The composting toilet
Toilets on boats are usually either a pump-out toilet, where the waste is kept in a holding tank until you can pump it out (either by taking it to a marina or waiting until the pump-out boat comes by), or a chemical toilet, where the waste is held in a small cassette which can be taken away to the disposal point. The chemical flush is necessary to keep the odour down.
The boat I bought didn’t have a toilet, so I decided to go for a composting toilet.
I’ve used composting toilets before, at festivals and on camp sites, and they are always so much preferable to chemical toilets. It is much more of a natural process and if they are managed correctly they don’t smell.
Since I made that decision I’ve done a lot of research into toilets, and the results in terms of waste and pollution make scary reading.
A conventional toilet in a house uses an average of 3 litres of water per flush. Unless there’s a grey-water recycling system in place, that’s clean water that we could drink, going into the sewer so we spend time and money cleaning it again. Only 1% of the Earth’s water is drinkable, yet we flush 40% of that literally down the toilet.
A sewage system requires a huge amount of water, chemicals and processes to make our waste environmentally safe. Our sewers are often full of run-off water, oil and grit from the roads, and chemicals from industry and agriculture, which complicates the cleaning process. Yet our human waste has been used for centuries for agriculture as a fertiliser – only in the second half of the 20th century did we stop reusing our waste. Our farming industry spends millions of pounds on artificial fertilisers that contain nitrogen, potassium and phosphorous – the very chemicals that are found in urine! It makes no sense to flush away something that can be so beneficial to us, especially as that then creates a pollutant.
The composting process is a much more natural process. I have a bottle that holds the urine, which I can discard in the bush, and a bucket that holds the poo. After a year or so the ‘humanure’ is safe to be used as a regular fertiliser.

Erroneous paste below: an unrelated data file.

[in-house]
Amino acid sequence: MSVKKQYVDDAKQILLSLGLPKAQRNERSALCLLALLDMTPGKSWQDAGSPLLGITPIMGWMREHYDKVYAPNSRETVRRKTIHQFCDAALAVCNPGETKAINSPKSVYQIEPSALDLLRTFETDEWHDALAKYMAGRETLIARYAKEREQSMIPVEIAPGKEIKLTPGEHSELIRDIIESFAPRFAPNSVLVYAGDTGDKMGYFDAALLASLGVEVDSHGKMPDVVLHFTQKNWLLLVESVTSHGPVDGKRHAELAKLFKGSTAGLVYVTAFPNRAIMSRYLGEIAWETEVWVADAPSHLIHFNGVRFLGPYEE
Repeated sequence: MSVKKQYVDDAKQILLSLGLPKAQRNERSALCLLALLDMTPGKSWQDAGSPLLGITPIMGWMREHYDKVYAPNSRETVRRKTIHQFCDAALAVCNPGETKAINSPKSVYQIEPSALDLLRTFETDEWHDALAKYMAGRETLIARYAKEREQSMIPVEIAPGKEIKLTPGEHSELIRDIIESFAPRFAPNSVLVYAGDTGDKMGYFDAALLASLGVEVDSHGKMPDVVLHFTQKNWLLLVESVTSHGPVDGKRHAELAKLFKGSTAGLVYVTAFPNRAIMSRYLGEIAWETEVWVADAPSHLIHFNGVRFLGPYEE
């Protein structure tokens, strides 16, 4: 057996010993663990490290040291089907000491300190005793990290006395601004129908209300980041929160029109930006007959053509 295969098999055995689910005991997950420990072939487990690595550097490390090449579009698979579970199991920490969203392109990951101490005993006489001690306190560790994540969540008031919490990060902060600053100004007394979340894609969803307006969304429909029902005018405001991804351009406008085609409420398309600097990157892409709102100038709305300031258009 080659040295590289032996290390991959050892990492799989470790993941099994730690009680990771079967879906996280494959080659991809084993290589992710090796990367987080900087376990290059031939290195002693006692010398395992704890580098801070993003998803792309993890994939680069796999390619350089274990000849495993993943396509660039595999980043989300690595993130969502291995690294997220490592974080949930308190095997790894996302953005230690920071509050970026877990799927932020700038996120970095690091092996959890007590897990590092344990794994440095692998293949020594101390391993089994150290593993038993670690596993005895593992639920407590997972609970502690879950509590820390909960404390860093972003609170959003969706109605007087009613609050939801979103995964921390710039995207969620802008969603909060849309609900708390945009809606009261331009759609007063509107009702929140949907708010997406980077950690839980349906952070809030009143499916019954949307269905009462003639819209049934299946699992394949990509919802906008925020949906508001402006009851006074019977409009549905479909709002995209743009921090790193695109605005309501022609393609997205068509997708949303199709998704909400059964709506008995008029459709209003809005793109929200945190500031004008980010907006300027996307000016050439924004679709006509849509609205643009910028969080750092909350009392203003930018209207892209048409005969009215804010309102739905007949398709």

Most people I talk to say, “But doesn’t it smell?”
As long as the contents of the toilet are kept dry, there is no detectable smell – it’s liquid that causes anaerobic bacteria to build up, which is what creates the smell. I dry the contents out by adding sawdust. The bucket itself is open so there is a constant flow of air.
There are many companies that make and sell composting toilets for boats. But that would have set me back around £800, so I made my own.
My toilet is the first thing I show my guests when they come onto the boat. I’m sure they are thrilled.
Building the toilet
Then covered it with a plywood board with a hole cut to one side:
Panelling and a toilet seat are added for comfort and professionalism:
Urine is filtered into an old milk bottle, with the bucket for solids behind.
I love my toilet. It’s comfy, odourless, and I love that it’s natural. I don’t like using normal toilets now – I’d far rather use my own.
The only negative thing is working out what to do with the poo buckets while they mulch down to compost. As a continuous cruiser, I don’t have a set place that I can leave things. It takes about two months to fill a bucket, so by the end of the year I’ll have six buckets of poo sitting around on my boat. The other thing is that small plastic buckets aren’t really conducive to making compost – it needs a bigger space that can drain. So far, I’ve been burying the waste in the woods. Every so often I go back and check on the ‘patch’ – it doesn’t appear to have done any harm. Phew.